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I need a client-side routing solution to work with a chrome app. I've researched several and crossroads.js seems like a good fit. When I include it in my html file, it doesn't seem to work; that is, if I use code like

crossroads.addRoute('/news/{id}', function(id){  
  alert(id);  
});   
crossroads.parse('/news/123');

, the page alerts '123' but if I type '/news/321' in the browser's url bar, it preforms the browser's default action, instead of alerting '321'. What am I doing wrong. (Also, I realize the title is broad, but I believe the difficulties I'm having with crossroads.js are more general than crossroads.js in particular. It is given as an example.)

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when you go to /news/123 does it navigate to a real page? or is it part of an anchor tag for ajax? –  topherg Nov 21 '11 at 11:35
    
@cgoddard I'm using Chrome and it just does a google search for "/news/123" –  danwoods Nov 22 '11 at 11:17
    
with the domain... –  topherg Nov 22 '11 at 16:00
1  
I am trying to figure out how to use crossroad for a few hours now and nothing seems to work. its webiste is just another poor documented site... so I think I have ditch testing. –  tealou Jan 3 at 16:39

2 Answers 2

Use Hasher (by the same author) also.

The documentation on the Crossroads page tells you that you need to use Hasher, (because that will be used for monitoring the widow.location bar.).

So you would also need to use Hasher, and initialise it, then you can add your "Crossroads" routes to Hasher to start monitoring for those particular routes.

//setup crossroads
crossroads.addRoute('foo');
crossroads.addRoute('lorem/ipsum');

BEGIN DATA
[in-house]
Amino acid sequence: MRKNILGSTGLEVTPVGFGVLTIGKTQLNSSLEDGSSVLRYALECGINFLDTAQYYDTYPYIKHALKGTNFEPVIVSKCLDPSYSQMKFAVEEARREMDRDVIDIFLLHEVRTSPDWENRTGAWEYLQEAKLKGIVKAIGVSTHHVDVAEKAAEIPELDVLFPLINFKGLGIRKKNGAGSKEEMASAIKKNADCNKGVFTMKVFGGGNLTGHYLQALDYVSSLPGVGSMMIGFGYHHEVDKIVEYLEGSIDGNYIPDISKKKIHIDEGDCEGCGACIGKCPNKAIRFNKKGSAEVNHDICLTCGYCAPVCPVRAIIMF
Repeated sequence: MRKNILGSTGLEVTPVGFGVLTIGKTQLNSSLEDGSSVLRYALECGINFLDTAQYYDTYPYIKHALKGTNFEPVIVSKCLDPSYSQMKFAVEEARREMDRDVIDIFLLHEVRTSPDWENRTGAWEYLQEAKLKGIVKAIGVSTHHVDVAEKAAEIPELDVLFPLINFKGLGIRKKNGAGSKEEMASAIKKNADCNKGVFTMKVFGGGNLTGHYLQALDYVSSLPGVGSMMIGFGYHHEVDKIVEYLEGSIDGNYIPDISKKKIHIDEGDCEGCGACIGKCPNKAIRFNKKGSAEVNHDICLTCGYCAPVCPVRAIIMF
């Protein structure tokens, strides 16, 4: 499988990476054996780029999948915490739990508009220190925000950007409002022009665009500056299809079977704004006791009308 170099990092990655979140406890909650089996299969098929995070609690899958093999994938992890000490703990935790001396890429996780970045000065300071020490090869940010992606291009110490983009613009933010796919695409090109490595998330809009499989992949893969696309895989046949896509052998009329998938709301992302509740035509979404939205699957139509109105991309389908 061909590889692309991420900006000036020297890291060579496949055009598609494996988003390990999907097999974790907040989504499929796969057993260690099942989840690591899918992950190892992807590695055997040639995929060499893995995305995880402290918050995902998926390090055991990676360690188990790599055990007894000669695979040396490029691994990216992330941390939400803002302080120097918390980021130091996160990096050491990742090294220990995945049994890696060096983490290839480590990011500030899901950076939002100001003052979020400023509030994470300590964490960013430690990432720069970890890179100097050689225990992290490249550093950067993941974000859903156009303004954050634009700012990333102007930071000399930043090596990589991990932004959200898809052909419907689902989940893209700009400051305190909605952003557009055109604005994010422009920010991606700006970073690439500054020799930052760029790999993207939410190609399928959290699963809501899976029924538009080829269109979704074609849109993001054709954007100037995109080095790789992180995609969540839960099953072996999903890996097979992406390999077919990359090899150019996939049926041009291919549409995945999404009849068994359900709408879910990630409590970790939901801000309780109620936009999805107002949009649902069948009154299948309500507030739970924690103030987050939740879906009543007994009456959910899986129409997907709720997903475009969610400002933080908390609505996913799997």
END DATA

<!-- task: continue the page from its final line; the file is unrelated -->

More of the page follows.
crossroads.routed.add(console.log, console); //log all routes

//setup hasher
hasher.initialized.add(crossroads.parse, crossroads); //parse initial hash
hasher.changed.add(crossroads.parse, crossroads); //parse hash changes
hasher.init(); //start listening for history change

//update URL fragment generating new history record
hasher.setHash('lorem/ipsum');

http://millermedeiros.github.com/crossroads.js/

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I don't believe Hasher has any use to the OP. –  ericosg May 3 '13 at 1:40

The command parse tells crossroads to have a look at the string and do an action based on it.

So in the case of crossroads.parse('/news/123'); it will always use /news/123.

Since you want crossroads to parse what you have in the browser address bar, you'll need to use that value in the parse method:

crossroads.parse(document.location.pathname);
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3  
alternatively, to include your query string, crossroads.parse(document.location.pathname + document.location.search) –  casey Nov 17 '13 at 10:22

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